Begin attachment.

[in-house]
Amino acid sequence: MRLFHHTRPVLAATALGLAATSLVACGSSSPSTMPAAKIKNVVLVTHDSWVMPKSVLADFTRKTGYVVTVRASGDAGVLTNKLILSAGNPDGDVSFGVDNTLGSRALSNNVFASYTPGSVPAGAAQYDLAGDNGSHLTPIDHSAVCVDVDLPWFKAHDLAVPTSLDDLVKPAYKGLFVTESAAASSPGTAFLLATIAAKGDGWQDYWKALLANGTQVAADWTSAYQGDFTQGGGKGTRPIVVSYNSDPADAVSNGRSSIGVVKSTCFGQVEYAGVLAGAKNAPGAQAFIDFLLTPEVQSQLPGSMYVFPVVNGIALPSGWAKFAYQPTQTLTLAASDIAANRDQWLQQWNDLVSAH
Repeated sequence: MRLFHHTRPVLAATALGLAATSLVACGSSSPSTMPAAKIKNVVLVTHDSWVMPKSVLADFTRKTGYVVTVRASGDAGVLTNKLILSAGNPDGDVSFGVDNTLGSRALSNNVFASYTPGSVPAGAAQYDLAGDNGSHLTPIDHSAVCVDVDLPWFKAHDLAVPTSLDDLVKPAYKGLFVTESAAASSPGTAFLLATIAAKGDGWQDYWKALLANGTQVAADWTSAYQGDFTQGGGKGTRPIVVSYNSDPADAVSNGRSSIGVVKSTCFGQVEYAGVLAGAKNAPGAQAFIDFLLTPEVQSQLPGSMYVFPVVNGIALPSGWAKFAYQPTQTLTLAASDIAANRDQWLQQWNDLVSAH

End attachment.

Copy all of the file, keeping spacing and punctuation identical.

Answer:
[in-house]
Amino acid sequence: MRLFHHTRPVLAATALGLAATSLVACGSSSPSTMPAAKIKNVVLVTHDSWVMPKSVLADFTRKTGYVVTVRASGDAGVLTNKLILSAGNPDGDVSFGVDNTLGSRALSNNVFASYTPGSVPAGAAQYDLAGDNGSHLTPIDHSAVCVDVDLPWFKAHDLAVPTSLDDLVKPAYKGLFVTESAAASSPGTAFLLATIAAKGDGWQDYWKALLANGTQVAADWTSAYQGDFTQGGGKGTRPIVVSYNSDPADAVSNGRSSIGVVKSTCFGQVEYAGVLAGAKNAPGAQAFIDFLLTPEVQSQLPGSMYVFPVVNGIALPSGWAKFAYQPTQTLTLAASDIAANRDQWLQQWNDLVSAH
Repeated sequence: MRLFHHTRPVLAATALGLAATSLVACGSSSPSTMPAAKIKNVVLVTHDSWVMPKSVLADFTRKTGYVVTVRASGDAGVLTNKLILSAGNPDGDVSFGVDNTLGSRALSNNVFASYTPGSVPAGAAQYDLAGDNGSHLTPIDHSAVCVDVDLPWFKAHDLAVPTSLDDLVKPAYKGLFVTESAAASSPGTAFLLATIAAKGDGWQDYWKALLANGTQVAADWTSAYQGDFTQGGGKGTRPIVVSYNSDPADAVSNGRSSIGVVKSTCFGQVEYAGVLAGAKNAPGAQAFIDFLLTPEVQSQLPGSMYVFPVVNGIALPSGWAKFAYQPTQTLTLAASDIAANRDQWLQQWNDLVSAH